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Friday, September 2, 2016

Fixing A Hooded Vulva (Vulvoplasty/Episoplasty)

Here's one I bet most people never thought of.  "Cosmetic" surgery on a dog's genitals.  But it's really not for the sake of appearance.

Some female dogs have what we'll call a "hooded" or recessed vulva.  A normal dog's genitals should be easily visible and not hidden.  But sometimes there are folds of skin that cover the vulva.  This causes several problems.  First, the urine can stay in contact with the skin and get into the folds on either side of the vaginal opening, causing irritation and leading to infections.  Second, the close contact of the skin with the outer vulvar lips can make it easier for bacteria to get into the vagina, ascending to cause bladder infections.

My latest case of this was plagued by chronic infections and discharge to the skin around her vulva.  Antibiotics and medicated wipes would help for a little while but the problem would always come back.  The deep folds trapped urine and other moisture, leading to the ongoing disorder.  Besides the irritation to the pet there was a persistent foul odor that the owners didn't like.  And I can't say that I blame them!  When repeated medical therapy didn't resolve the issue we decided to do surgery.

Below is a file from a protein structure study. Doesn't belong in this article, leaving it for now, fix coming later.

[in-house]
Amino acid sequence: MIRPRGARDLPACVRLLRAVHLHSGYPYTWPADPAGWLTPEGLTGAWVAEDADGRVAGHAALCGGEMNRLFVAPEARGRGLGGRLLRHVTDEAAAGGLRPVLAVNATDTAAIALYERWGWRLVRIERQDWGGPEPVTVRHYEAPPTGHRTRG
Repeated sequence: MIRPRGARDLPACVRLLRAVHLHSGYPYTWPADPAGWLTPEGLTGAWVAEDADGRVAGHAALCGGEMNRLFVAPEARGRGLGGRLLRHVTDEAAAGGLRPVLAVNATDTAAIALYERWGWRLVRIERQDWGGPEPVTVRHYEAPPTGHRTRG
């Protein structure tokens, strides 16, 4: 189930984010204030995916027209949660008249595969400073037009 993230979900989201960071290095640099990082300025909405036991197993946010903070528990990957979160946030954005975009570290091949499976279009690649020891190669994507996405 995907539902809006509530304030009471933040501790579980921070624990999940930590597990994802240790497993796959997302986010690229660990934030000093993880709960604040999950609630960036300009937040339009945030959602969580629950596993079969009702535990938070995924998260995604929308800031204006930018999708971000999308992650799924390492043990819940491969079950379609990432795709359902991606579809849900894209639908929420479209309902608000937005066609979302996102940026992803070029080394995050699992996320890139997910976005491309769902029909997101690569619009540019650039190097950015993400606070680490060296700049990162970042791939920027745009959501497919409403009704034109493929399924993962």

Here are some pictures with her anesthetized and on the surgery table.  You can see in the first one that her vulva is not visible at all, deeply hidden in the recesses of the skin fold.  This is not normal! 

In this photo I'm pulling the folds apart so that you can see the vulvar lips.  This is what should be readily visible in a female dog.  You can see the big difference between the pictures and the kind of problem she had.

The surgery is often called a vulvoplasty, but is more properly called an episoplasty.  It involves cutting away the excessive folds of skin and returning the area to a more normal structure.  When the skin folds are removed we suture the incision together.  You can see the post-operative appearance in the picture below, which returns her to a very normal conformation.

I took the sutures out 10 days later and the incisions had healed very well.  There was no infection or odor, and the skin in the area was returning to a normal appearance.  This dog will no longer be plagued by chronic infections around her genitals.

Not every vet will perform this procedure as it's a more advanced soft tissue surgery.  I enjoy these kinds of surgery so I learned how to do it and have done several of them.  But if your vet is not comfortable doing it they may refer you to a specialist.  If you think that a hooded vulva may be the cause of odor or infection around your dog's genitals, have your vet evaluate her.